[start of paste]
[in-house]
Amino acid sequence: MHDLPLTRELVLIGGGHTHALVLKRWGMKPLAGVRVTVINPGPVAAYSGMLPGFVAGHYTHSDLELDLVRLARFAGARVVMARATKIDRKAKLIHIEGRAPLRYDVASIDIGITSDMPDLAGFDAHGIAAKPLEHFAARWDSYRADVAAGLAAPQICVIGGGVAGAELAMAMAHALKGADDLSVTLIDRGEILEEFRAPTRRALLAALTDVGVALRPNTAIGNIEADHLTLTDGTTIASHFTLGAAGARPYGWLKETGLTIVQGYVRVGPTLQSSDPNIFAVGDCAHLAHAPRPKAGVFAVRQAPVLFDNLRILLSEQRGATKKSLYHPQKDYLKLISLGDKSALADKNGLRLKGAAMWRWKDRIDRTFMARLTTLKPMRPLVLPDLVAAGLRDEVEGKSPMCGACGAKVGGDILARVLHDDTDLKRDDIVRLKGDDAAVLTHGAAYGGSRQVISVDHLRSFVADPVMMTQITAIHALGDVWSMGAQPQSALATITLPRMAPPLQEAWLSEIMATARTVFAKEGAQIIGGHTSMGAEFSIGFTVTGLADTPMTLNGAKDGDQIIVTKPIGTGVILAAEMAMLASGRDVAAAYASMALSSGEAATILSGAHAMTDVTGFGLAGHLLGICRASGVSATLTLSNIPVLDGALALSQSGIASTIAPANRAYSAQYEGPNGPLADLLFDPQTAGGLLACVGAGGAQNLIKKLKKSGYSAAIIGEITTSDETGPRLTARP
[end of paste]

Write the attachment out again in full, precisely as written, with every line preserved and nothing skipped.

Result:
[in-house]
Amino acid sequence: MHDLPLTRELVLIGGGHTHALVLKRWGMKPLAGVRVTVINPGPVAAYSGMLPGFVAGHYTHSDLELDLVRLARFAGARVVMARATKIDRKAKLIHIEGRAPLRYDVASIDIGITSDMPDLAGFDAHGIAAKPLEHFAARWDSYRADVAAGLAAPQICVIGGGVAGAELAMAMAHALKGADDLSVTLIDRGEILEEFRAPTRRALLAALTDVGVALRPNTAIGNIEADHLTLTDGTTIASHFTLGAAGARPYGWLKETGLTIVQGYVRVGPTLQSSDPNIFAVGDCAHLAHAPRPKAGVFAVRQAPVLFDNLRILLSEQRGATKKSLYHPQKDYLKLISLGDKSALADKNGLRLKGAAMWRWKDRIDRTFMARLTTLKPMRPLVLPDLVAAGLRDEVEGKSPMCGACGAKVGGDILARVLHDDTDLKRDDIVRLKGDDAAVLTHGAAYGGSRQVISVDHLRSFVADPVMMTQITAIHALGDVWSMGAQPQSALATITLPRMAPPLQEAWLSEIMATARTVFAKEGAQIIGGHTSMGAEFSIGFTVTGLADTPMTLNGAKDGDQIIVTKPIGTGVILAAEMAMLASGRDVAAAYASMALSSGEAATILSGAHAMTDVTGFGLAGHLLGICRASGVSATLTLSNIPVLDGALALSQSGIASTIAPANRAYSAQYEGPNGPLADLLFDPQTAGGLLACVGAGGAQNLIKKLKKSGYSAAIIGEITTSDETGPRLTARP